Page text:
Market Musings Blog

Kraut and Brats: A Marriage Made in Minnesota

brats on the grillLabor Day is just around the corner which means we are heavily into our biggest brat-grilling season. Happily, there’s a vegetable out there that invariably forms a happy marriage with brats: cabbage. Brew up a batch of tasty red kraut in no time at all and enjoy a tasty tangle of it atop a grilled brat wedged into a heated St. Agnes brat bun slathered in whole-grain mustard -an all local meal to make the German’s among us proud.

Cabbage benefits from cooler weather (Minnesota and Wisconsin); it’s tastier when it doesn’t get too much water (California’s drought). You can’t lose with this season’s cabbages, whether they’re regional or from California.

Here’s a very simple kimkraut you can ferment on your countertop for about two weeks to produce a stellar topping for brats, steak or fish tacos, or to stir into a leaf-lettuce salad, soup, or omelet to wake it up. If your household includes children, they’ll enjoy watching the ferment work. Just be sure to leave plenty of headroom in the jar so the kimkraut can heave and bubble!

TASTY RED KRAUT
red and green cabbageThis turns a beautiful fuschia as it ferments. Quantities below make enough for two 1-quart canning jars or one 1½-liter jar (the tall glass ones with glass lids and metal bales). This is a mild kraut—if you want a fierier one, throw some dried Thai chiles into the mix and increase the quantities of garlic cloves and ginger. (This season’s Georgian Fire garlic is already on the shelf in the Produce section.)

Ingredients:
1–1½ pounds red cabbage, outer tough leaves removed
1 tablespoon of sea salt
2½-inch piece of ginger, skinned and coarsely grated on a box grater*
4 garlic cloves, minced
zest of half a Valencia orange; juice of 1 Valencia
2 scallions, sliced in half lengthwise, then thinly cross-cut
¼ cup of red pepper flakes, mild or hot
1 carrot, coarsely grated on box grater or a coarse Microplane

*Don’t use a Microplane for this; it will produce a lot of ginger juice but almost no ginger shreds.

Method:
1. Divide cabbage lengthwise into four sections, then core each section and cross-slice it very thinly (by hand, in a food processor, or with a mandoline). Put cabbage in a large bowl and sprinkle with salt.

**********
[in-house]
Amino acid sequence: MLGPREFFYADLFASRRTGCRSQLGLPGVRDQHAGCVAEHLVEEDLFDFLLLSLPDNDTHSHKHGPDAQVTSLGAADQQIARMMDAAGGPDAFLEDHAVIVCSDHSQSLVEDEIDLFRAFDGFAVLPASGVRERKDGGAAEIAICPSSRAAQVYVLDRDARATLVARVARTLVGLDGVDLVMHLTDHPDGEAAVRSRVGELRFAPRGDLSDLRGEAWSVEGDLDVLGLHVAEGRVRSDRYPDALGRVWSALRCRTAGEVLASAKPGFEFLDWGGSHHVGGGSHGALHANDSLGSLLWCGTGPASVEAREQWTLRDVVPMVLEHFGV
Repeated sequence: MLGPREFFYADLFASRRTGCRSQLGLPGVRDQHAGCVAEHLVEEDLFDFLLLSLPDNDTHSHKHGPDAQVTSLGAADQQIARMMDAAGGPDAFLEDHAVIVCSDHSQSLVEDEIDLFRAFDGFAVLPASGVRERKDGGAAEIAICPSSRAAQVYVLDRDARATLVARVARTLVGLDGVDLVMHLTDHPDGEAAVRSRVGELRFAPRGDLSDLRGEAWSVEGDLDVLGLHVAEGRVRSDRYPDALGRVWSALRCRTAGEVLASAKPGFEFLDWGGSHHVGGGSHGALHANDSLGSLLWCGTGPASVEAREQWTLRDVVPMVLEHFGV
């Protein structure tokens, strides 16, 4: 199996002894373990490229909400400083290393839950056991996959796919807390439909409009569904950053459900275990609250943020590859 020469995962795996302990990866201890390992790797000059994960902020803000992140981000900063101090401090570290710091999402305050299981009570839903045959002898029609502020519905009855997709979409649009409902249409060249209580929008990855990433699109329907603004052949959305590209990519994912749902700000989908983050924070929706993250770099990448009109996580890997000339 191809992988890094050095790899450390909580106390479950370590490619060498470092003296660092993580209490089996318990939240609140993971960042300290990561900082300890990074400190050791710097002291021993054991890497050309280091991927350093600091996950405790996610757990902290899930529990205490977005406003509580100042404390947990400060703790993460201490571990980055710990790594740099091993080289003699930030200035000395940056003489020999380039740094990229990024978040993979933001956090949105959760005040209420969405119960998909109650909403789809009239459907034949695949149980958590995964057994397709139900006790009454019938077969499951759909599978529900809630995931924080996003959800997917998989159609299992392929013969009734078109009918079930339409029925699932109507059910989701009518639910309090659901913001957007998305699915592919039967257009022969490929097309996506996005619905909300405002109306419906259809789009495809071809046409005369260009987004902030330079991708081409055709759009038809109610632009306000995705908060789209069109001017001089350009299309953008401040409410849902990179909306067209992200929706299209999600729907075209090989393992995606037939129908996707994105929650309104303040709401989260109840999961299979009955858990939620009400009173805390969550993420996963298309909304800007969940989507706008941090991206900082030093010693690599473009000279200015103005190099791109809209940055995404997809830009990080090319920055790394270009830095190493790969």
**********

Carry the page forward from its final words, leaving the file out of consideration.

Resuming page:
2. Add other ingredients to the bowl, and use your hands to vigorously mix the kraut, squeezing and kneading so that the water flows out of the cabbage leaves. Your goal is to create enough brine from the cabbage’s juice and the salt that it will cover the kraut when you cram it into the jar(s).

3. Wash out two 1-quart jars (screwtops) or one 1½-liter lightning jar in hot, soapy water, rinse thoroughly, dry interiors with fresh paper towels, and divide the kraut between them. Use your hands or anything heavy—a well-washed rock, a kraut pounder, the handle end of your chef’s knife—to compress the kraut. Make sure it takes up no more than 2/3 of the space in the jar. Close up the jar, and next day, if the juice hasn’t risen above the top of the kraut, make a brine of 1½ tablespoons of sea salt and 1 pint of water. Pour enough over the kraut to keep the fermenting kraut beneath the liquid. If you’ve mashed the kraut down well enough, you probably won’t need to add a rock or a plate to keep it submerged, but if it floats up, add something to the ferment that keeps it beneath the brine. Close the jar back up immediately.

4. As soon as you can see bubbles rising vigorously through the kraut (usually 3–5 days), crack the lid once a day to let out any excess CO2. Close back up immediately. Continue to release excess CO2 until the ferment quiets down (usually around 5 days).

5. After 10 days, taste your kraut; the longer it sits out, the sourer it will become. Once you like the taste, transfer the jar to the refrigerator, where it will keep for many months.

Mexico’s Great Plains Food